Javin Paul

I am Java programmer, blogger on http://javarevisited.blogspot.com and http://java67.com

Does Column Width of 80 Make Sense in 2019?

One of the oldest coding practice is to keep line width 80, and many of us follow it blindly but have you ever thought why we have this practice in the first place?
I believe it was to make your code more readable in the age of small
monitors so that whole content can fit in the screen, or it might have
originated from the age of punch card, which was used to be 80 columns
wide.
This sounds reasonable when we think about those old days but do you think this rule makes sense in 2019?
We are now living in the age where most of the developers have got large monitors, which can show up to 180 characters, doesn’t this is wastage of precious monitor space? It also makes your code unnecessary long, then it actually is.
I first come to know about line wrapping at 80, while reading Oracle Code Conventions for the Java Programming Language, which was last revised at April 20, 1999, which under indentation says
4.1 Line Length
Avoid lines longer than 80 characters, since they’re not handled well by many terminals and tools.
Note: Examples for use in documentation should have a shorter line length-generally no more than 70 characters.
If I understood correctly (I may be wrong), one goal of this rule is consistency.I used to think that 80 was silly, but being able to go through source code written by a dozen different teams over last 7 years and not
needing to re-size my window is a really nice thing. Consistent column
width helps with the pace of reading code.
Since I mostly worked with large monitors, like LG 32MP58HQ-P 32-Inch IPS Monitor with Screen Split, I also realize that we are wasting lots of precious
space. The consistent column width of 80 is simply too little.
I personally use 120 unless the project I work already finalized a column width, in that case, I go for consistency.
One more reason people give for still using a column with of 80 is that
nowadays they are working with multiple files at once, mostly in VIM or in their IDEs like Eclipse or IntelliJ IDEA.
For example, if you use standard column width you can fit a couple of files
across a reason and can compare them line by line, which I believe is a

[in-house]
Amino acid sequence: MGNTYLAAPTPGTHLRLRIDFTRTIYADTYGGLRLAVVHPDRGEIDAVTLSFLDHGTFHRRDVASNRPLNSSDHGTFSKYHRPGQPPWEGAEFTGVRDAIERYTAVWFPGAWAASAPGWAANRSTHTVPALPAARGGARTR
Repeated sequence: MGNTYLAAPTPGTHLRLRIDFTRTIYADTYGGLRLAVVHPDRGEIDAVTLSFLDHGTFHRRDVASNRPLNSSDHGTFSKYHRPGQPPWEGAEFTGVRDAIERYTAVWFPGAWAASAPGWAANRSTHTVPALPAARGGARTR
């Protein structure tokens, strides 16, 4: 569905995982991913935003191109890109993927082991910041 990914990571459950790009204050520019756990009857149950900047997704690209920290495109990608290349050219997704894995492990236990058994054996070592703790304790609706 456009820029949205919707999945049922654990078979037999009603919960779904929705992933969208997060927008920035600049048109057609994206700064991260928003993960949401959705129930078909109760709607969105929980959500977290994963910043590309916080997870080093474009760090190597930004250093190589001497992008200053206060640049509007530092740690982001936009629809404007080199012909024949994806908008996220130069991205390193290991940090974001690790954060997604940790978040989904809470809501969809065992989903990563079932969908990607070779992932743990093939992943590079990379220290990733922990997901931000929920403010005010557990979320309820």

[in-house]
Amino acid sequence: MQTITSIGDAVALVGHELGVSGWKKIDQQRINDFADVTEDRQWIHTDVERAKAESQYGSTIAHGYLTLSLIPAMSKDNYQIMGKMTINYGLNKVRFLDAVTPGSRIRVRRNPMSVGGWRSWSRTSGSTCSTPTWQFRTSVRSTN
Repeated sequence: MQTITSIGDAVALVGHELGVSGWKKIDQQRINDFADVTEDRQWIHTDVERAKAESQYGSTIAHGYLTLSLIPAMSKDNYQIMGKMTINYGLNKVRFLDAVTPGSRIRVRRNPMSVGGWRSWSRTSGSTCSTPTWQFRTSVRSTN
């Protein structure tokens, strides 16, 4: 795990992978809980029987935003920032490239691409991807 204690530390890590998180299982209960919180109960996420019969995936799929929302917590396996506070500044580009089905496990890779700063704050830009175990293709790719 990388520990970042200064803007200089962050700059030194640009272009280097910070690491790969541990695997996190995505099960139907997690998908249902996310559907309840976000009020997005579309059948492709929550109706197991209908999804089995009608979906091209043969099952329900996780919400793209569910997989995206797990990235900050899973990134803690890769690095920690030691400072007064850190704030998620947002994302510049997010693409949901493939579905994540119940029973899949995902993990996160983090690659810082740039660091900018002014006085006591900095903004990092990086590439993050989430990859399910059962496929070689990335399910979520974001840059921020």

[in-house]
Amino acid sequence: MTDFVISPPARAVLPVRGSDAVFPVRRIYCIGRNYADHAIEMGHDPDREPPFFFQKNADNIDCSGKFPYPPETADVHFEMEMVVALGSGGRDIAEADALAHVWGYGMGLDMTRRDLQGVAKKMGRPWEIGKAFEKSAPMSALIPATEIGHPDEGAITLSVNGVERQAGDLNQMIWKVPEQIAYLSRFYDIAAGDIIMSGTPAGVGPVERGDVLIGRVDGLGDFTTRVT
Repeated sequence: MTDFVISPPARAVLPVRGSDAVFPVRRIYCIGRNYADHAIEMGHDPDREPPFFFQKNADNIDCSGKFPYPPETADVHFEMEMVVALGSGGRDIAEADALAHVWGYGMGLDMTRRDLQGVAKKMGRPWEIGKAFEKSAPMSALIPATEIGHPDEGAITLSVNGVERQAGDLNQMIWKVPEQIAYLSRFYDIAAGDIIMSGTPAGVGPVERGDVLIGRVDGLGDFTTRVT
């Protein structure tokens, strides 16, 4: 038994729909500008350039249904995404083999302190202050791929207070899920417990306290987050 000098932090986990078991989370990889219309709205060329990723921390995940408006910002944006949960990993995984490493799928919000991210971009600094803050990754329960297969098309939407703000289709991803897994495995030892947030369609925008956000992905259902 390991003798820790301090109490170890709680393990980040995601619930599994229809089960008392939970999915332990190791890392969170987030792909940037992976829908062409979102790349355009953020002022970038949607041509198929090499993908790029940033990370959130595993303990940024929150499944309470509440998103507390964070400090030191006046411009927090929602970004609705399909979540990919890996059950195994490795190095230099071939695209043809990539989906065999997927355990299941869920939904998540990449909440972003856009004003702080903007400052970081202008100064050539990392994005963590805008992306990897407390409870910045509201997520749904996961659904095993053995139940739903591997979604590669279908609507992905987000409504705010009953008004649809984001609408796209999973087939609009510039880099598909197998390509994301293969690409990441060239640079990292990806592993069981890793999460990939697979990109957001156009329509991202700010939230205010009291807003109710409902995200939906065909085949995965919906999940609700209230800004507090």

real benefit.
You can even do a three-way merge inspection on one screen without
scrolling sideways. By the way, this should not be done at the cost of
excessive wrapping.
I understand that consistent columns make it easier to scan and read through text but it doesn’t matter whether it’s 80 or 120.
On a closing note, I would say that consistency is nice and you must go for it but 80 or even 100 is too short.
Many developers could probably live with 120 or even 150 though. Our modern widescreen high definition LCD monitors can easily handle more.
It is more readable than the excessive wrapping because I personally
find it much harder to read a wrapped line than just seeing the whole
thing in one line. Of course, this is just preference and others will
feel different.
So, what do you guys think, does this rule still hold or you have already moved on?
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Comments

August 5th, 2019

How wide is your article on Hackernoon? Around 80 characters on my screen. 65 if I turn it into fixed-width characters. Microsoft’s documentation code samples shows only 110 characters(*). Github’s code view is around 130 characters wide before showing a scrollbar. Anyway, the point is that code doesn’t only live in the editor. You will paste it into articles and tutorials. And would be a shame if a bug got into production because a code reviewer hadn’t bothered to vertical scroll a bit. 80 characters is a good guideline, I think. I try my best to never post an inline comment nor start a new code statement when I have passed the 80th column.

(*) If it wasnt for me being annoyed at having to scroll vertically back and forth to read their tutorial code earlier today, I probably wouldn’t have made an account on Hackernoon just to reply to your article. :smirk:

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